Happy Friday! I missed the mid-April 65th birthday of Midnight Oil frontman Peter Garrett, whom you can hear on today's intro tune . . .
Photo: Eric Piermont/AFP/Getty Images
Breaking: Exxon Mobil Corp. this morning reported $4.65 billion in first-quarter profits, an increase of 16% from the same period last year.
Why it matters: The U.S.-based multinational behemoth is the latest of major oil-and-gas producer to report higher profits this week on the strength of the oil price recovery.
Photo: Robert Nickelsberg/Getty Images
Let's spend a little more time with the news that First Solar is building a 1.2 gigawatt module factory in Ohio near its existing plant there.
Why it matters: The move will "further solidify our position as the largest U.S. solar module manufacturer," CEO Mark Widmar said on the company's first quarter earnings call, adding that production will be fully ramped up by the end of 2020 and create 500 jobs.
The intrigue: It's one of several moves in the domestic industry that follow the controversial White House decision early this year to impose tariffs on imported panel equipment.
Quick take: It's tough to say if the penalties had much effect on First Solar's decision, which the company said will triple its U.S. capacity. Yesterday, First Solar did not cite the tariffs as a factor behind the expansion. Instead, executives said it stems from strong U.S. demand and the corporate tax overhaul.
Yes, but: Published reports and sources I touched base with last night say the tariffs were at least an indirect factor for the company, which is a solar project developer as well as manufacturer.
Go deeper: Click here for more.
Via my Axios colleagues Lazaro Gamio and Eileen Drage O'Reilly...
Big changes: As seen in the graphic above, based on EarthTime's deforestation data and story, Brazil's Rondônia state changed drastically over a 30-year period. It started as pristine forest in 1984, then came a single road the following year that exploded into a town of 20,000 people with tens of thousands of square kilometers of forest cut for crops and cattle.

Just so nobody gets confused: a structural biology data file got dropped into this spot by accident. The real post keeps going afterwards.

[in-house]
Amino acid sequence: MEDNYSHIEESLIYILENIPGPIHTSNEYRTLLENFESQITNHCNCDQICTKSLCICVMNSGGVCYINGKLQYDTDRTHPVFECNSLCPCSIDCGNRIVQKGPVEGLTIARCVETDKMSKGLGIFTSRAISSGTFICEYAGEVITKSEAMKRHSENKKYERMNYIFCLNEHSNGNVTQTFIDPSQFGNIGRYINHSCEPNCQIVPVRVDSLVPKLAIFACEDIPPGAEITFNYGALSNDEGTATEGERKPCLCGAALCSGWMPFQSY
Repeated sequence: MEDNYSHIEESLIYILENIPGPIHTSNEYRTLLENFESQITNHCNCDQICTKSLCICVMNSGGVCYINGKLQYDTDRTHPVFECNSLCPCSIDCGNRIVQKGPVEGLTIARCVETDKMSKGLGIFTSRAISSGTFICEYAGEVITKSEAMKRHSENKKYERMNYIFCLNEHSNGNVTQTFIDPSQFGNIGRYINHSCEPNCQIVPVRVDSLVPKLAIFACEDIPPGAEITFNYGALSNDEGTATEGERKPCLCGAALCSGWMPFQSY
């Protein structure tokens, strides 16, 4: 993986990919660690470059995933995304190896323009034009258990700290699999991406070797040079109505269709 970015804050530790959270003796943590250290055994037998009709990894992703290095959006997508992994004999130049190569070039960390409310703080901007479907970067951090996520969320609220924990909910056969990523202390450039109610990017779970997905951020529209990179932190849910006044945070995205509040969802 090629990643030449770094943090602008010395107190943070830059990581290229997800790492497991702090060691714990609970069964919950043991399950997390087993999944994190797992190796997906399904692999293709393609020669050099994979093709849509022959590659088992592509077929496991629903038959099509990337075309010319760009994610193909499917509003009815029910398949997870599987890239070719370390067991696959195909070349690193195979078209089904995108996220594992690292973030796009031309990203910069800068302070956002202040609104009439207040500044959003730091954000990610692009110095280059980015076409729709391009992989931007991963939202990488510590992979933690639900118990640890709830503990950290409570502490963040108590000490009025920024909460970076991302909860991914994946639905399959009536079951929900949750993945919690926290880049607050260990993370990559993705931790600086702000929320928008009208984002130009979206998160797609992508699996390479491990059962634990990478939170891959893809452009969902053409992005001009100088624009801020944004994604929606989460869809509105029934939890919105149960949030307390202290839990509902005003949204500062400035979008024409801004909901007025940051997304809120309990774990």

Why this matters: Deforestation can create areas of extreme heat, make forests vulnerable to mega-fires, and lead to the loss of habitatfor millions of species. Forests lock in carbon — and about 12% of man-made climate emissions today are linked to deforestation.
What's happening now: Brazil, which made great strides to combat illegal deforestation years ago, appears to have started slipping into cutting down more trees due to political and agriculture lobbying pressures, per the Financial Times.
Bright spot: Globally, forests are being replanted, particularly in western countries, and stronger protections have been issued by other Amazon countries like Colombia, whose higher court recently ordered the government to protect the forest. New technologies could also help — like drones that can plant 100,000 trees in a day.
Ørsted Power Station at Sydhavnen in Copenhagen. Photo: Klaus Gnnter J÷rgenshaus/Getty Images
My Axios colleague Amy Harder reports...
Danish company Ørsted, whose North American President Thomas Brostrøm spoke at The Atlantic Council Thursday, is among numerous firms bidding for government-administered wind leases offshore America’s mid-Atlantic coastlines.
Why it matters: Offshore wind is a rare renewable energy the Trump administration is actively supporting. There’s currently only one offshore wind farm in the U.S., located off Rhode Island.